Stone Mecca, the co-headliner for The RZA, was not a hip hop act. They were a soul band or R&B collective if you will. Being unfamiliar with Stone Mecca and a fan of this sort of music, I was looking forward to this set. Plus I was hoping that their music was chill enough to calm the crowd a little because it was starting to feel like a rock concert with all the pushing and shoving. After over 10 years of mosh pits and craziness, I was starting to feel my age in the front row. I'm not 18 anymore, that's for sure.
I also started to wonder why or how it was a soul act was going on right before RZA. It didn't make sense to me as Stone Mecca wouldn't have been my first choice to go on right before RZA. They were really good though. They had a good band that included key boards players, a bassist, a guitar player, drummer, bongos...the works. They also had three lovely ladies singing what I thought would be back up, but they all sing individually on certain tracks. The lead singer, Jevon McGlory, fronted most of the songs. I would describe Stone Mecca to people as a mix of Toni Tony Tone, Maxwell, and Klymaxx. What won me over was a song called "A Walk". It was song featured in RZA's cartoon, "Afro Samurai". They were the best surprise of the night for me.
Speaking of surprises, RZA just came out of no where when he took the stage. Stone Mecca didn't break down their instruments, which is why I was caught off guard. As it turns out, Stone Mecca was the house band for RZA. Logistically it all made sense to me at that point. All RZA had to do once Stone Mecca's set was done was to just come out and start rockin' the crowd. That RZA is so smart I tell you...must be all that Wuchess.
Once RZA got started, it was like rock concert crazy. He started with his own music, mostly off his solo records and new forthcoming album "Digi Snacks". The song I remember him performing off that album was "You Can't Stop Me Now". He had the crowd responding and singing along with him the whole time, even the dudes stage diving and making a mosh pit. You can tell he was really feeling the love from Austin as all night the crowd were throwing up the signature Wu Tang W's and chanting "WU TANG" for him. He even said himself that he loved their energy despite how crazy hot it was.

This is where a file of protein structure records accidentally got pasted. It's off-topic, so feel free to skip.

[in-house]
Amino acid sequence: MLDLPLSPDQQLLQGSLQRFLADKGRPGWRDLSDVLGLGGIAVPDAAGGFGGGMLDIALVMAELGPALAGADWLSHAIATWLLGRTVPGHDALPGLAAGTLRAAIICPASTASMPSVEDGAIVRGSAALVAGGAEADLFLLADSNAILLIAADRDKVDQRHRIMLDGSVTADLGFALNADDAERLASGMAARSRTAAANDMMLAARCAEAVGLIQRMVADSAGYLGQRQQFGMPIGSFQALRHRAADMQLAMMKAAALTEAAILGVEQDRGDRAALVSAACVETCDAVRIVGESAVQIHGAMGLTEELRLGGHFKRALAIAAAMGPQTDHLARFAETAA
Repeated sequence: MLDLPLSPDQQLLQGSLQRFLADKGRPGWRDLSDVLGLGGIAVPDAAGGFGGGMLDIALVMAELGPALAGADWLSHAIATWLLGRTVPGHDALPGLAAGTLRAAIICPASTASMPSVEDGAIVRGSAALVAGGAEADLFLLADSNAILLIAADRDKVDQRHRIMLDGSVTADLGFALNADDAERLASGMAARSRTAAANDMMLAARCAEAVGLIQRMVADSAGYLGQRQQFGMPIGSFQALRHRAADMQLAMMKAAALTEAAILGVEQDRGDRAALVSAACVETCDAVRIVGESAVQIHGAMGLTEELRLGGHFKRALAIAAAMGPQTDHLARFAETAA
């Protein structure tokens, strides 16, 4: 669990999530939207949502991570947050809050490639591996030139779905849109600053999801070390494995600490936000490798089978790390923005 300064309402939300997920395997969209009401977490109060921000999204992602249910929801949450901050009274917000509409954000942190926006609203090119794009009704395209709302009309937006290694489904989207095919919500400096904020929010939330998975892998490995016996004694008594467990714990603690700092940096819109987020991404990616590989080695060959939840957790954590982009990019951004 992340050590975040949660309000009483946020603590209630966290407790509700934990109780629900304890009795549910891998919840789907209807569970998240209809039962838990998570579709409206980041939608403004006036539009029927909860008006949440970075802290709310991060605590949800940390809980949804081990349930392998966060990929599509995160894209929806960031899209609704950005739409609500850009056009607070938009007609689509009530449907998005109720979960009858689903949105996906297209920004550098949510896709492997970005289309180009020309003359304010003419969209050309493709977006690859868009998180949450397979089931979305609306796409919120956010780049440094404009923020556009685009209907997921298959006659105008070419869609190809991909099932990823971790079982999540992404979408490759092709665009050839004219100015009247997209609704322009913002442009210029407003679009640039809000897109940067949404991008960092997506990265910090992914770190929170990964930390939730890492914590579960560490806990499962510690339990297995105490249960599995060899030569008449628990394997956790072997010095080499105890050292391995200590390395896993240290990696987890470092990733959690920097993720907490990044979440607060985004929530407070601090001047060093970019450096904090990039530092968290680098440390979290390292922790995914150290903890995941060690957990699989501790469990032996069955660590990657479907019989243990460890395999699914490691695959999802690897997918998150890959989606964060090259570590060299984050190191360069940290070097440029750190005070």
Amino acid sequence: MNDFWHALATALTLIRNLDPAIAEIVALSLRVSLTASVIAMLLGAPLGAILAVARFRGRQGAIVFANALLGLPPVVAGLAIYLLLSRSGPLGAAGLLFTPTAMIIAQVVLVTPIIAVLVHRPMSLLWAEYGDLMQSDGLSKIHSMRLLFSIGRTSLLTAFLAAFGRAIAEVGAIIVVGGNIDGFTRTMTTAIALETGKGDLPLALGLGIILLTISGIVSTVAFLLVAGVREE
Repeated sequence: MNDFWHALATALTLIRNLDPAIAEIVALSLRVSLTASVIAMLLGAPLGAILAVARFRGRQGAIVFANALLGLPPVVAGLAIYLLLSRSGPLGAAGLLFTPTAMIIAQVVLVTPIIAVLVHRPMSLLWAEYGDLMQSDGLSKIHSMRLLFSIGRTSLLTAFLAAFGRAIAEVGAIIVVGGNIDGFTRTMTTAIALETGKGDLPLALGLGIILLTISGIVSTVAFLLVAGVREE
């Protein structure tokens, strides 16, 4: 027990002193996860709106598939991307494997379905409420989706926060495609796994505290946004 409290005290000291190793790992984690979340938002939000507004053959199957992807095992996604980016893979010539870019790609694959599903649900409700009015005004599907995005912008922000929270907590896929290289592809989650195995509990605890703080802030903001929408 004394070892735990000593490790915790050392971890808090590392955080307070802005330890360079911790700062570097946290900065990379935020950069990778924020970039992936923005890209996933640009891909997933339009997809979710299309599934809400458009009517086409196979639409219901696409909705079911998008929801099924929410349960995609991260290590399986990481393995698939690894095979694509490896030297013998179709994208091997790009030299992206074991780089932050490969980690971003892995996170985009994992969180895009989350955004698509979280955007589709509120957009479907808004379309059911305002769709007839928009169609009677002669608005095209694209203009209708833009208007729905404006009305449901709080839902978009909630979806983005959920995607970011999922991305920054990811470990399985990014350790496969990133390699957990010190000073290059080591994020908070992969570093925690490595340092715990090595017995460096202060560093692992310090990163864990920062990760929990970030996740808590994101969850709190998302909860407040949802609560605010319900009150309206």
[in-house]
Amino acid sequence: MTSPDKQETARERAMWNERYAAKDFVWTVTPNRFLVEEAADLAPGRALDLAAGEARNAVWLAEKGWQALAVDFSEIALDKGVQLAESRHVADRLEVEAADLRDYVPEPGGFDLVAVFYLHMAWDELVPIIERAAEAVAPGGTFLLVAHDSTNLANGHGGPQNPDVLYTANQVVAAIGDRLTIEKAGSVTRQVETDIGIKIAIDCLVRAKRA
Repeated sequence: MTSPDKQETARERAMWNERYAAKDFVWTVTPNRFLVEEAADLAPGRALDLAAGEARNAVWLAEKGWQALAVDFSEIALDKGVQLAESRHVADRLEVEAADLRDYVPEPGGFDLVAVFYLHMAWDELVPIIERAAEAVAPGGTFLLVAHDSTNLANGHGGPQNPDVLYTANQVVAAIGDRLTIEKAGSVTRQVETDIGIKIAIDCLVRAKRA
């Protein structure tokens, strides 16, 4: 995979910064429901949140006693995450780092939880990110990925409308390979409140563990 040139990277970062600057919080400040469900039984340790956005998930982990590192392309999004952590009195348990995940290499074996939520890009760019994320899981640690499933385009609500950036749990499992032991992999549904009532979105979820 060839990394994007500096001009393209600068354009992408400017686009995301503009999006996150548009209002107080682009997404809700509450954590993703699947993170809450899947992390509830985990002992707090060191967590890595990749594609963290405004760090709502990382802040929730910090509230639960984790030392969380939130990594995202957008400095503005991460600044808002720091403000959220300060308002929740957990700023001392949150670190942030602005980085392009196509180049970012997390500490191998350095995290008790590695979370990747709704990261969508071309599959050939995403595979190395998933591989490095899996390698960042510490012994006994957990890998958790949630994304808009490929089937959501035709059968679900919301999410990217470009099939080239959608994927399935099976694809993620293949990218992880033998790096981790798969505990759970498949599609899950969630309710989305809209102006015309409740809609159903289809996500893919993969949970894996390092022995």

Things really started to get crazy and people excited when he took off his top shirt to expose his Wu undershirt. At that point he got into some older Wu Tang classics which the crowd loved, getting the loudest it had been all night. The last time I saw anything Wu related was in 1997 during the MTV Sports and Music Fest at Zilker Park. That was the largest crowd of that three day festival, partly because Method Man headlined during the height of the Wu Tang's popularity....or so I thought. After last night, it was clear we are still at the height of the Wu Tang Clan's popularity and it will never die. I swear at one point I saw in RZA's eyes at one point where he was going to get emotional. I can't say I blame him. It was a beautiful thing. Austin had nothing but love for him and his whole crew. Someone even brought their Wu Tang Manual with them. I left mine at home.
Hip Hop was once again alive and well in Austin, real hip hop that is. Hopefully these past three days will be a wake up call for more hip hop acts to come by Austin. Mos Def anyone?
Ian is a graduate of Round Rock High School and attended St Edward’s University in Austin, Texas. In 2008 he joined the team at Double Stereo (formerly CD Fuse) as their Blog editor where he reviewed concerts, albums, and did interviews for the popular music site.In January 2009, he became the Editor in Chief for Austin Vida. In 2010, with the help of some of his most talented friends, he launched Red River Noise. "Ian's Music Blog" is also one of the few blogs selected to be a Do512 All-Star.
On any given night of the week he can be found in downtown Austin on 6th Street and the Red River live music district.